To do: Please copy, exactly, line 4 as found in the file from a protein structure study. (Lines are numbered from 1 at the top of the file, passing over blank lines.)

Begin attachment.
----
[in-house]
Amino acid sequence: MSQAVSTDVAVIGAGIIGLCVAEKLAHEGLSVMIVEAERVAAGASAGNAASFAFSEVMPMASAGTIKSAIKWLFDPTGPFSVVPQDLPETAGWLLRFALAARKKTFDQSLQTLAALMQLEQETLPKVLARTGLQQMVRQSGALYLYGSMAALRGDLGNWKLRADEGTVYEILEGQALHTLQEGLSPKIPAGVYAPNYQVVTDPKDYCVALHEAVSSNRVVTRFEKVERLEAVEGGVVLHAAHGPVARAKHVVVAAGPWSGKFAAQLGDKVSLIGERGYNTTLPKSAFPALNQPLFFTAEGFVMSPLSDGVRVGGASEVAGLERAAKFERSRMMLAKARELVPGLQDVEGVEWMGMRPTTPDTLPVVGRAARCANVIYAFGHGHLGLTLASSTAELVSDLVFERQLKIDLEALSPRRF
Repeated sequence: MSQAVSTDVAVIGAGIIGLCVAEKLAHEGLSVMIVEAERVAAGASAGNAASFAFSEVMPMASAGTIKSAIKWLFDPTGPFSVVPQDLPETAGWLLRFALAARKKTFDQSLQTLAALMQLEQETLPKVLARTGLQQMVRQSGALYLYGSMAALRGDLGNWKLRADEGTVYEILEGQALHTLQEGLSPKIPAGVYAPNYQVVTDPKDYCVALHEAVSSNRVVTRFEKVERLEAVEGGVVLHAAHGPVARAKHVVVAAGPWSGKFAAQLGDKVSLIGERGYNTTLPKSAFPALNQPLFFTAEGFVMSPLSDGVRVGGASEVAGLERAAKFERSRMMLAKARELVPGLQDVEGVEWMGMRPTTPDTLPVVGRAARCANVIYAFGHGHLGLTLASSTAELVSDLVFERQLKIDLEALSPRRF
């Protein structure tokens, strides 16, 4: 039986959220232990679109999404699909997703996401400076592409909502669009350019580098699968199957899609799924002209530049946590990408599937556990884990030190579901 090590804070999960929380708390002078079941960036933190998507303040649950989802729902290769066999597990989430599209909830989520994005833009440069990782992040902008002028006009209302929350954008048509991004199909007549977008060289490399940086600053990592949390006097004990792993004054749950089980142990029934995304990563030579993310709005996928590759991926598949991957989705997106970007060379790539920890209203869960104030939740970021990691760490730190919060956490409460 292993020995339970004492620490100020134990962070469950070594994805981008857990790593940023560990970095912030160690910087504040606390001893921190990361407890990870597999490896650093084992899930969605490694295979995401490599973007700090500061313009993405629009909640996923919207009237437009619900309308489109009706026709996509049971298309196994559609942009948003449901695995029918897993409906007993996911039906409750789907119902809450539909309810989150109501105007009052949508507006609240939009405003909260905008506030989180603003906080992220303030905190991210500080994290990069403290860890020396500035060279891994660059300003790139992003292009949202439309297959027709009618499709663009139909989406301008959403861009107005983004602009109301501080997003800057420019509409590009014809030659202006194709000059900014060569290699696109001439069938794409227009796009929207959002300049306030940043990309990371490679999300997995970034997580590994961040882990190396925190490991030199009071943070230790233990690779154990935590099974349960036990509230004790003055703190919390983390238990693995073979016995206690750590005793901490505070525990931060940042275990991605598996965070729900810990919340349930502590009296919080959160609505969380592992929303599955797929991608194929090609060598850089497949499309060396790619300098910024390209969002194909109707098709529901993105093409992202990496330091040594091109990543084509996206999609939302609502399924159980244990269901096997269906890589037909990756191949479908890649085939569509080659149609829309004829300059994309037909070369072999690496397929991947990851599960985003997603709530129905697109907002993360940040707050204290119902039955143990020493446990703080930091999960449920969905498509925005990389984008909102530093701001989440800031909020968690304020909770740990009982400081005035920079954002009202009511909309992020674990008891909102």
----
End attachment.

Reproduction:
């Protein structure tokens, strides 16, 4: 039986959220232990679109999404699909997703996401400076592409909502669009350019580098699968199957899609799924002209530049946590990408599937556990884990030190579901 090590804070999960929380708390002078079941960036933190998507303040649950989802729902290769066999597990989430599209909830989520994005833009440069990782992040902008002028006009209302929350954008048509991004199909007549977008060289490399940086600053990592949390006097004990792993004054749950089980142990029934995304990563030579993310709005996928590759991926598949991957989705997106970007060379790539920890209203869960104030939740970021990691760490730190919060956490409460 292993020995339970004492620490100020134990962070469950070594994805981008857990790593940023560990970095912030160690910087504040606390001893921190990361407890990870597999490896650093084992899930969605490694295979995401490599973007700090500061313009993405629009909640996923919207009237437009619900309308489109009706026709996509049971298309196994559609942009948003449901695995029918897993409906007993996911039906409750789907119902809450539909309810989150109501105007009052949508507006609240939009405003909260905008506030989180603003906080992220303030905190991210500080994290990069403290860890020396500035060279891994660059300003790139992003292009949202439309297959027709009618499709663009139909989406301008959403861009107005983004602009109301501080997003800057420019509409590009014809030659202006194709000059900014060569290699696109001439069938794409227009796009929207959002300049306030940043990309990371490679999300997995970034997580590994961040882990190396925190490991030199009071943070230790233990690779154990935590099974349960036990509230004790003055703190919390983390238990693995073979016995206690750590005793901490505070525990931060940042275990991605598996965070729900810990919340349930502590009296919080959160609505969380592992929303599955797929991608194929090609060598850089497949499309060396790619300098910024390209969002194909109707098709529901993105093409992202990496330091040594091109990543084509996206999609939302609502399924159980244990269901096997269906890589037909990756191949479908890649085939569509080659149609829309004829300059994309037909070369072999690496397929991947990851599960985003997603709530129905697109907002993360940040707050204290119902039955143990020493446990703080930091999960449920969905498509925005990389984008909102530093701001989440800031909020968690304020909770740990009982400081005035920079954002009202009511909309992020674990008891909102």